By Cliff Rold
Joseph Parker could probably have taken the soft landing.
Just four months ago, the 26-year old New Zealander was the WBO heavyweight titlist, traveling to the UK for a chance to add Anthony Joshua’s WBA and IBF belts to his mantle.
Parker (24-1, 18 KO) fell short. The prize of saying he was the first man to take Joshua (21-0, 20 KO) the distance was surely small consolation. Two judges gave him a pair of rounds apiece, the other only a single frame.
Just like that he was a contender again. There are varying paths to getting back into the picture for another shot at glory. The easiest is to head home, wrack up some wins, play nice with the sanctioning bodies, and pick one’s spot to earn a mandatory.
The tougher path, the better one for the health of the sport, is to head right back at serious competition and demand to remain relevant. This Saturday, Parker takes the tougher path when he heads back to the UK for a showdown with the WBC’s leading contender Dillian Whyte (23-1, 17 KO). Whyte is also the WBO’s #2 contender, just behind Alexander Povetkin who will challenge Joshua in September.
Whyte could have picked easier as well. While he has to date been unable to parlay his WBC position into a crack at their titlist, Deontay Wilder (40-0, 39 KO), time was still on his side. While defeated, Whyte was the first man to show vulnerability in Joshua, rocking him badly in an early crossroads clash of up and comers before being stopped in seven.
As the waiting game plays out between Joshua and Wilder, Whyte could have played it safe in hopes of being a viable option for one or the other.
Safe is a shallow gamble, a hope for the eventual over the immediate. It comes with less solid footing. This is a case where risk could be quite rewarding.
And it results in a fight that looks good for fans without a title up for grabs.
This is what happens when divisions start to get some depth and titles start to get unified. It’s a good thing for fans. Fighters don’t just have to win. They have to fight for a place in line because opportunity isn’t about four belts up for grabs.
Right now, at heavyweight, there are only two roads to a title (excluding the silly extra WBA belt held by Manuel Charr). Guys either have to fight three-belted Joshua or one-belted Wilder. If the fight everyone wants eventually happens, Joshua-Wilder, and they elect to hold the division in full grip and defend all the hardware, there will be only one path.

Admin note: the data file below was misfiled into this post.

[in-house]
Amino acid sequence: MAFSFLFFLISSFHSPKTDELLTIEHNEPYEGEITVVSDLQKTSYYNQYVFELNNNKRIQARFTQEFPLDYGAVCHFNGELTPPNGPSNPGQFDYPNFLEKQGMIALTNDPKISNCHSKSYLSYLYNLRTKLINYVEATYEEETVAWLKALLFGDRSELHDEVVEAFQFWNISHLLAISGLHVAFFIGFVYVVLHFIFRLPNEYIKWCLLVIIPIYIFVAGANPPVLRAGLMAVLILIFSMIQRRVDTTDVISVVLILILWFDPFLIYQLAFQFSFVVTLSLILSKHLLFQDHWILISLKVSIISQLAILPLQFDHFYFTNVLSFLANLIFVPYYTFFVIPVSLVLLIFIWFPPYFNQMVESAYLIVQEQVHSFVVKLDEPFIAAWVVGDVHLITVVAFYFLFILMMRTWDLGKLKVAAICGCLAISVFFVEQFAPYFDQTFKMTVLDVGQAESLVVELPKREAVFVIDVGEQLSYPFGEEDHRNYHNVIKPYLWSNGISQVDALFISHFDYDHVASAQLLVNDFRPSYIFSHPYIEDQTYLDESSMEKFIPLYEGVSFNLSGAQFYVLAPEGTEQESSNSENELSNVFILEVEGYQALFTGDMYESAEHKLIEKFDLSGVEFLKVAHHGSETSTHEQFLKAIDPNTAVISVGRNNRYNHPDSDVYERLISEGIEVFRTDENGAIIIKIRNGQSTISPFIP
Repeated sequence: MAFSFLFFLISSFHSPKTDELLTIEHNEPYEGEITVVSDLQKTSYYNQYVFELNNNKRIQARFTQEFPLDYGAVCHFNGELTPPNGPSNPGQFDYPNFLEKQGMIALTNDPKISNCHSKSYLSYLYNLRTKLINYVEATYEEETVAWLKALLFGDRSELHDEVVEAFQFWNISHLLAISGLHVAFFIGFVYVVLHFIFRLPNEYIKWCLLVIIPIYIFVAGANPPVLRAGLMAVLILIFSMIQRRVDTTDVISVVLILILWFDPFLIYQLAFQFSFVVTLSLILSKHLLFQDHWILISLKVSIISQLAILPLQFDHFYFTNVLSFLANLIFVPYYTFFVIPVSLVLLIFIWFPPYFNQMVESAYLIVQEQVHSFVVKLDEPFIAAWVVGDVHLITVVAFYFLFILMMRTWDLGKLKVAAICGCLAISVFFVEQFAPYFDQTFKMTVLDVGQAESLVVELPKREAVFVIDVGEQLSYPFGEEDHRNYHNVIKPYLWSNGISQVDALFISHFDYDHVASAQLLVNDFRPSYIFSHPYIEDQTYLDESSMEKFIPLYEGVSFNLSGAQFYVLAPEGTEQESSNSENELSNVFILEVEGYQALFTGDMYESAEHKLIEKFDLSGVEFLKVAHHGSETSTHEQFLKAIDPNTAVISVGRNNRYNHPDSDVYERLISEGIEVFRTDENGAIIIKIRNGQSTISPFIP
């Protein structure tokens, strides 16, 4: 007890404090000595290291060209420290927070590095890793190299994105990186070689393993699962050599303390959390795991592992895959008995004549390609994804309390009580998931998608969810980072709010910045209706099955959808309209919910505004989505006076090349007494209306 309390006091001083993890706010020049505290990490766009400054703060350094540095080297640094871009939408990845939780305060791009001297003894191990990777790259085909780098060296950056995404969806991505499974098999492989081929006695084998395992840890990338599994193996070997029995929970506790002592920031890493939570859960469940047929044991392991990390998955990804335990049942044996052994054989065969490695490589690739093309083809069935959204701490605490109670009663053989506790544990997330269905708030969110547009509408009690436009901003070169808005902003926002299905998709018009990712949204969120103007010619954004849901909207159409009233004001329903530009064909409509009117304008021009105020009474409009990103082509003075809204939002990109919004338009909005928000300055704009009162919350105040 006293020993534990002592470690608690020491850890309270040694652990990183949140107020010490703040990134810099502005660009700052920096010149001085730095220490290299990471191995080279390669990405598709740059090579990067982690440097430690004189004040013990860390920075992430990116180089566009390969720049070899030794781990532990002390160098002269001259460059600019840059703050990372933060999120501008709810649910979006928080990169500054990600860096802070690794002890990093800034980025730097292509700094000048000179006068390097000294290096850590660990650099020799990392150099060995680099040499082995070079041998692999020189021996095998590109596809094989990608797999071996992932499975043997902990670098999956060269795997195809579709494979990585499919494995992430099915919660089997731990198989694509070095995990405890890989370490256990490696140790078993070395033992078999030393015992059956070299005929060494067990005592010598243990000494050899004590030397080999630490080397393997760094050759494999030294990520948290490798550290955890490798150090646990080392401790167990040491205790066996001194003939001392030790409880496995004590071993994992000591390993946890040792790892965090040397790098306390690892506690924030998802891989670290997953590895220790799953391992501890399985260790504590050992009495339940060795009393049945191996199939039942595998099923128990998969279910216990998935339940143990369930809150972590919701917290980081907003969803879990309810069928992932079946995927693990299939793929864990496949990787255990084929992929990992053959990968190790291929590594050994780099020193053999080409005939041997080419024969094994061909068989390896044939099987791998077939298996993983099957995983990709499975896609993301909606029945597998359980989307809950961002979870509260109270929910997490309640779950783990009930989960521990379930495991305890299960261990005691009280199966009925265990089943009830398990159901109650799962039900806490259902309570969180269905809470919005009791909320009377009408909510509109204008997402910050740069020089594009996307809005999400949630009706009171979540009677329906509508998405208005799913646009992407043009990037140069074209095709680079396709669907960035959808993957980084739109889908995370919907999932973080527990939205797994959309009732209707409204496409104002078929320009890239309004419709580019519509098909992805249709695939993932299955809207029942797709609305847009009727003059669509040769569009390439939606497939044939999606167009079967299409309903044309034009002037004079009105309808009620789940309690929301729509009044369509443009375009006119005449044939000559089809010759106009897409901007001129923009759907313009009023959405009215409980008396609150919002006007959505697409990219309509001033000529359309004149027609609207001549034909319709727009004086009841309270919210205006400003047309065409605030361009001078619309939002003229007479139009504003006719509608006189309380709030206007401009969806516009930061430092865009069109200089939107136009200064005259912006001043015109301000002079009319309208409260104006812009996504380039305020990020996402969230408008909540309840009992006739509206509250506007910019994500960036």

That makes playing it safe not so safe after all as jockeying for mandatory positions becomes less about finding the right belt to go after and more about competing to fight for all of them at once. In a heavyweight field that now includes a returned Tyson Fury and could soon include a rising Oleksandr Usyk, places in line are going to have to be competed for more furiously.
That lends a fight like Parker-Whyte greater stakes. They’re not just fighting to get towards a title shot. They’re fighting to demand a place ahead of other competitors. Play it safe and a Fury or Usyk could fly by either with the right win or two.
Sanctioning body ratings don’t always appear to reward tough competition and sometimes can appear to lack coherent objectivity but the scrutiny picks up when there are less belts to go around. Movement by merit can become the easier path for them as well as the fighters.
While no one is calling this a golden era yet, the better eras at heavyweight have always been marked by quality action outside the title picture. Muhammad Ali fought anyone with a pulse trying to earn a second crack at Frazier and then later George Foreman while guys like Ernie Shavers and Ron Lyle locked horns just to get in line behind him. Evander Holyfield warred with Michael Dokes and Alex Stewart to snare all the mandatory positions in the division and then fighters like Tommy Morrison, Razor Ruddock, Ray Mercer, and Lennox Lewis all took risky fights to get in line for him.
In some of those later cases, there were mandatory shots on the line or the then-more fringe WBO belt, but the lesson was still the same. When the top of the class gets more defined, everyone else has to step up their game.
Whyte has done well for himself, unbeaten since the loss to Joshua. A war with Dereck Chisora earned him new respect and a highlight reel knockout of Lucas Browne turned eyes in March. In Parker, he has a chance to pick up the best win of his career to date.
In Whyte, Parker has a chance at quick redemption. Knocking off Whyte won’t make anyone forget about the Joshua loss, or create much demand for a rematch, but it will confirm he remains one of the top heavyweights in the world. In a game where comparison shopping is often the rule, Parker could become an attractive opponent for a Wilder looking to show Joshua he can top his rival’s performance.
At the least, the winner here would be an attractive foe for lineal claimant Tyson Fury as he works his way back towards real competition.
Whyte and Parker could have looked for avenues back into the title picture with less resistance. They didn’t. As the division gets more crowded, let’s hope this is a trend.
Cliff Rold is the Managing Editor of BoxingScene, a founding member of the Transnational Boxing Rankings Board, and a member of the Boxing Writers Association of America. He can be reached at [email protected]